Pollen, the main protein source for honey bees, is mixed with regurgitated nectar or honey during collection and then stored as ‘bee bread’ before its consumption, mainly by young nurse workers. It has been suggested that storage of pollen improves its nutritional value and digestibility, but there is little evidence for such changes. We fed two fresh pollen types of different protein content (aloe and sunflower), and two stored pollen types (sunflower and a mixed pollen), to young caged worker bees. We measured daily consumption of pollen and sucrose solution, and survival after 14 days. At day 14 we recorded ovarian activation and extraction efficiency, by counting empty pollen grains in the rectal contents. Extraction efficiency is a measure of pollen digestibility. Contrary to our predictions, bees did not consume more fresh sunflower pollen than fresh aloe pollen to compensate for the lower protein content of sunflower pollen. In addition, they did not consume less sucrose solution when fed stored pollen diets that are already enriched in sugar. Consumption of stored sunflower pollen resulted in a low protein to carbohydrate (P:C) intake. Survival and ovarian activation were higher on diets giving higher P:C intakes. Extraction efficiency was high (up to 99%) for all pollen diets, and comparison of fresh and stored sunflower pollen showed that storage did not make it easier to digest. Changes to pollen during storage do not confer obvious benefits to honey bees.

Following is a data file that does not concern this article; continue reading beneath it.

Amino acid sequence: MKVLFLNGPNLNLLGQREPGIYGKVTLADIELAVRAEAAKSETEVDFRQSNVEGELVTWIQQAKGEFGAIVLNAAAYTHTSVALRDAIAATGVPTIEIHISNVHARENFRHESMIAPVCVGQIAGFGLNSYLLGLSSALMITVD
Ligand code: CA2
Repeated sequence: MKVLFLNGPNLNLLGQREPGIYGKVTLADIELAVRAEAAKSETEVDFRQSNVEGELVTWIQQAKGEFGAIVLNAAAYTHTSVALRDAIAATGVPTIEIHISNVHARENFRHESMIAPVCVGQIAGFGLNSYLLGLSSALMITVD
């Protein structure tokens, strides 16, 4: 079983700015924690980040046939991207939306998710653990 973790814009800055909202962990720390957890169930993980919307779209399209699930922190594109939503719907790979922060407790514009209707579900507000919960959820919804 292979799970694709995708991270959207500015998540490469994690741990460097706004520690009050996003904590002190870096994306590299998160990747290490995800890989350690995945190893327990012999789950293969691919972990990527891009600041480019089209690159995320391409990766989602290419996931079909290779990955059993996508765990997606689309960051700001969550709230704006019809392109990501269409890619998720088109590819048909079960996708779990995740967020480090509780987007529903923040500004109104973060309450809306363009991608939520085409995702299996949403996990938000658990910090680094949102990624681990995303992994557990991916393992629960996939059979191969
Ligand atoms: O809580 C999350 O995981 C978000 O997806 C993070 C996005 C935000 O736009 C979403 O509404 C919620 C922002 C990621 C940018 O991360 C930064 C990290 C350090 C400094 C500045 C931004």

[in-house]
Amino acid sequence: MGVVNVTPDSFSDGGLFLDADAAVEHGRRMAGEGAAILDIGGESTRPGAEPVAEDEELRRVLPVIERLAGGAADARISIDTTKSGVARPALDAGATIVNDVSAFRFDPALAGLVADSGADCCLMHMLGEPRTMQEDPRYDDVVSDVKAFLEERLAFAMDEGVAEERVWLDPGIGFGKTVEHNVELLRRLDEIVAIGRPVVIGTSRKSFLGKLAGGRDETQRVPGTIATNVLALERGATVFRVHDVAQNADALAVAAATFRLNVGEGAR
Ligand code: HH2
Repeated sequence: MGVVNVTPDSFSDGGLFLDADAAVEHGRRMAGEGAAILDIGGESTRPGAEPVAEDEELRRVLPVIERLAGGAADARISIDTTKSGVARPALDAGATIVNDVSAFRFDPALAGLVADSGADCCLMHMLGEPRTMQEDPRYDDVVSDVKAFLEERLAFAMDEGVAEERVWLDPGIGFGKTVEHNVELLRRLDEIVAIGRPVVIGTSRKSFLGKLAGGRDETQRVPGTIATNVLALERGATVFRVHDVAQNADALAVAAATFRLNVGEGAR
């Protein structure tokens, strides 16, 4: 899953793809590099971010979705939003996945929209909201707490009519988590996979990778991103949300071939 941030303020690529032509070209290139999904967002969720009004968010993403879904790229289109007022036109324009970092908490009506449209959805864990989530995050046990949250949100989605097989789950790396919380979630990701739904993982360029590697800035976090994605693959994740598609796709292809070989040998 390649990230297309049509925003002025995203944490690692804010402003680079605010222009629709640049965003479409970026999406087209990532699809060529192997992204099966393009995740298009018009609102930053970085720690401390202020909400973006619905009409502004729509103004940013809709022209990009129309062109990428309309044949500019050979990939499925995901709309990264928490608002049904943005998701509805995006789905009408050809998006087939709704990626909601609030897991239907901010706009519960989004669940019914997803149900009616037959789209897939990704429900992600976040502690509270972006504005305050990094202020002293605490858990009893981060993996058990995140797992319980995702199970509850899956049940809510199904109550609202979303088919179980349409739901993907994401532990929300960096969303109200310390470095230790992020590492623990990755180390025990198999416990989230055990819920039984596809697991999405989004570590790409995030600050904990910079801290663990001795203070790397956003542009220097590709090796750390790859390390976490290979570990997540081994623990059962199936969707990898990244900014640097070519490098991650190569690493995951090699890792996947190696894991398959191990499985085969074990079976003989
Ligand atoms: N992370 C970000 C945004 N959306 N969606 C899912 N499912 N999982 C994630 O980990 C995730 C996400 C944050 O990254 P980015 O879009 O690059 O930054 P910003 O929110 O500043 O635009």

Tilney, Patricia May; Van Wyk, Abraham Erasmus (Braam); Van der Merwe, Christiaan F.; Wang, Tai(Public Library of Science, 2014-05-07)
Secondary pollen presentation is a well-known phenomenon in the Rubiaceae with particularly conspicuous pollen
presenters occurring in the tribe Vanguerieae. These knob-like structures are formed by a modification of the ...